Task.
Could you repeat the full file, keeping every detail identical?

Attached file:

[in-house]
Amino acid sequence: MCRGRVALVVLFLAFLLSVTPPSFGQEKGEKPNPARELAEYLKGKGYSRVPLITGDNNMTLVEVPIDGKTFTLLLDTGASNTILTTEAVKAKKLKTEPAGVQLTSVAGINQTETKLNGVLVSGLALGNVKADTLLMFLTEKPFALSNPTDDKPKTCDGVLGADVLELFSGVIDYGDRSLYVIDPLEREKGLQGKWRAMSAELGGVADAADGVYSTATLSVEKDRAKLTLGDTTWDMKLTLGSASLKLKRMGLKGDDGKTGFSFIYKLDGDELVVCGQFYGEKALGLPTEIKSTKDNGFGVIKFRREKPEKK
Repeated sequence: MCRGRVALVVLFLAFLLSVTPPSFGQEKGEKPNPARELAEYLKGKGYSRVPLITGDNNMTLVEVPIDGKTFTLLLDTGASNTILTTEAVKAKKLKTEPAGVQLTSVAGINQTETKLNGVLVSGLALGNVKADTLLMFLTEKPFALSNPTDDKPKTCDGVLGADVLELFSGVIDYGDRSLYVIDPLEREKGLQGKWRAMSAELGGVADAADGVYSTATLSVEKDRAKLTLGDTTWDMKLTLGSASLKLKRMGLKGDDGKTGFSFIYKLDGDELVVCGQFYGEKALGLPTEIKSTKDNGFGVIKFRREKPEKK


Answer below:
[in-house]
Amino acid sequence: MCRGRVALVVLFLAFLLSVTPPSFGQEKGEKPNPARELAEYLKGKGYSRVPLITGDNNMTLVEVPIDGKTFTLLLDTGASNTILTTEAVKAKKLKTEPAGVQLTSVAGINQTETKLNGVLVSGLALGNVKADTLLMFLTEKPFALSNPTDDKPKTCDGVLGADVLELFSGVIDYGDRSLYVIDPLEREKGLQGKWRAMSAELGGVADAADGVYSTATLSVEKDRAKLTLGDTTWDMKLTLGSASLKLKRMGLKGDDGKTGFSFIYKLDGDELVVCGQFYGEKALGLPTEIKSTKDNGFGVIKFRREKPEKK
Repeated sequence: MCRGRVALVVLFLAFLLSVTPPSFGQEKGEKPNPARELAEYLKGKGYSRVPLITGDNNMTLVEVPIDGKTFTLLLDTGASNTILTTEAVKAKKLKTEPAGVQLTSVAGINQTETKLNGVLVSGLALGNVKADTLLMFLTEKPFALSNPTDDKPKTCDGVLGADVLELFSGVIDYGDRSLYVIDPLEREKGLQGKWRAMSAELGGVADAADGVYSTATLSVEKDRAKLTLGDTTWDMKLTLGSASLKLKRMGLKGDDGKTGFSFIYKLDGDELVVCGQFYGEKALGLPTEIKSTKDNGFGVIKFRREKPEKK